Quick Thoughts: Tigers in Red Weather by Liza Klaussman

Tigers in Red Weather by Liza Klaussman
Publisher: Little, Brown & Company
Publication Date: July 2012
Categories: Coming of Age, Suspense, Literary
Source: Public Library

Description via Indiebound.org:
Nick and her cousin, Helena, have grown up sharing sultry summer heat, sunbleached boat docks, and midnight gin parties on Martha’s Vineyard in a glorious old family estate known as Tiger House. In the days following the end of the Second World War, the world seems to offer itself up, and the two women are on the cusp of their ‘real lives’: Helena is off to Hollywood and a new marriage, while Nick is heading for a reunion with her own young husband, Hughes, about to return from the war.ย 

Soon the gilt begins to crack. Helena’s husband is not the man he seemed to be, and Hughes has returned from the war distant, his inner light curtained over. On the brink of the 1960s, back at Tiger House, Nick and Helena–with their children, Daisy and Ed–try to recapture that sense of possibility. But when Daisy and Ed discover the victim of a brutal murder, the intrusion of violence causes everything to unravel. The members of the family spin out of their prescribed orbits, secrets come to light, and nothing about their lives will ever be the same.

My Quick Thoughts:

  • This is told from different characters viewpoints. I liked Nick’s section best and missed her voice throughout the rest of the read.
  • Hughes was wooden. Helena was a boozy stereotype. Ed was one dimensional. Meh.
  • This didn’t read like a suspense to me…until the last few chapters. In fact, I was surprised to see the big red SUSPENSE sticker on the spine when I was halfway through the book.
  • I would take this one for what it is, a nice and easy read that doesn’t strain your brain.


17 thoughts on “Quick Thoughts: Tigers in Red Weather by Liza Klaussman

  1. I LOVED this book (and reviewed it at http://bit.ly/10LECig). I have a soft spot for the summer cottage/love affair books with the inner struggles and family secrets (and yes, I am aware of the fact that I described almost all literary fiction). Regardless, I think she did a great job and I am looking forward to her next one!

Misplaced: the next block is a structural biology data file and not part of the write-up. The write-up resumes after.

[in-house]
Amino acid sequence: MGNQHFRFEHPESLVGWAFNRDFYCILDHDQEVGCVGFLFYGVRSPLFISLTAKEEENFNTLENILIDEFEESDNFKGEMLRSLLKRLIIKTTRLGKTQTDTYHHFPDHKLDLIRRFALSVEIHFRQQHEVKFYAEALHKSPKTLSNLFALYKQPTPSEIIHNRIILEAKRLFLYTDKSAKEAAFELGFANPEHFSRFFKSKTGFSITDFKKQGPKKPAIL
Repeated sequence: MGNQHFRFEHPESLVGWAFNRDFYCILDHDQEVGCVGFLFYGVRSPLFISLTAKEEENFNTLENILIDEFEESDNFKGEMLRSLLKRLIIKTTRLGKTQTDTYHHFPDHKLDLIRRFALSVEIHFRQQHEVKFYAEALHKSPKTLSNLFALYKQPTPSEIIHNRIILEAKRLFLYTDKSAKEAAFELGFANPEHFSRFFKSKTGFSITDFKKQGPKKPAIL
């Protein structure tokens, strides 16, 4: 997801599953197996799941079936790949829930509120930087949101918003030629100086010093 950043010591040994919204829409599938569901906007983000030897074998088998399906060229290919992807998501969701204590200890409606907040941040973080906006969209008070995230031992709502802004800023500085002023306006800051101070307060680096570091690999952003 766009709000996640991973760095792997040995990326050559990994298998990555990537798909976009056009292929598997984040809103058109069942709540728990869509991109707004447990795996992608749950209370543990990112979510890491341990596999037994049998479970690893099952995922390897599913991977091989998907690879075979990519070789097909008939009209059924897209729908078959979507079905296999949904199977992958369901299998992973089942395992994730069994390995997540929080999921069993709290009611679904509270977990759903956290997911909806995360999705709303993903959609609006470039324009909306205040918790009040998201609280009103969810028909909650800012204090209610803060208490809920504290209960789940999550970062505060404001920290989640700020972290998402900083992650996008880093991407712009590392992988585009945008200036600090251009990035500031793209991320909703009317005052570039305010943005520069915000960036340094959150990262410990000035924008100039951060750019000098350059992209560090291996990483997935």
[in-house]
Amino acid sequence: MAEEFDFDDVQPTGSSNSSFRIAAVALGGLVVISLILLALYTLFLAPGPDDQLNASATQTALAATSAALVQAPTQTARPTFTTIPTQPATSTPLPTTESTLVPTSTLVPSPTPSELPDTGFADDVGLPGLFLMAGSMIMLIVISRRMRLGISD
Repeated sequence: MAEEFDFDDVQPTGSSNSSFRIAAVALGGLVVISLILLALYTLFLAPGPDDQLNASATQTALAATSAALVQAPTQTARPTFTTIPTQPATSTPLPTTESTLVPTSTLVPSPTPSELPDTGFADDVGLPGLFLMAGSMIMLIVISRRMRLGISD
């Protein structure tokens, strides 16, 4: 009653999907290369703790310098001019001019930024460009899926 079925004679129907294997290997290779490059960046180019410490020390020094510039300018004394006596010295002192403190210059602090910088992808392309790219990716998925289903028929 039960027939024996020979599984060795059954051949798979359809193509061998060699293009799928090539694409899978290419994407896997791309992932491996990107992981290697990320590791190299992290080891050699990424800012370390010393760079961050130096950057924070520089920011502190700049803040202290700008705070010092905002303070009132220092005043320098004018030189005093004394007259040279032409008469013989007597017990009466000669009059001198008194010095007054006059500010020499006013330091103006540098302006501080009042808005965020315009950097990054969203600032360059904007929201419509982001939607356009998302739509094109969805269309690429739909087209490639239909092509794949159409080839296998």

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  2. I think I liked this one more than you did. However, everyone I know has to come down off the high of \”Gone Girl\” and the book right after \”Gone Girl\” can be nothing more than rebound material – sacrificed to the greatness of a previous lover – er, book I mean.

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  3. I have been waiting for what seems like forever for this book at my local library. I still think I'm like number 33 or something. I really need something like this with all that's going on around the holidays. I'll be able to share more when I've actually read it, but you've reminded me that I only have to wait a little longer!

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  4. This sounds like a fun summer read — maybe well-suited for a readathon? Since some other commenters seemed to really like it, maybe I'll look for it at the library (though keep my expectations of suspense low and think of it as historical fiction).

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  5. Hmm, this book sounded fascinating until I read up to the part in the description about the murder. The post-WWI, coming of age, family tension elements are intriguing, but I'm not much of a mystery/thriller reader. Might be a fun summer read though?!

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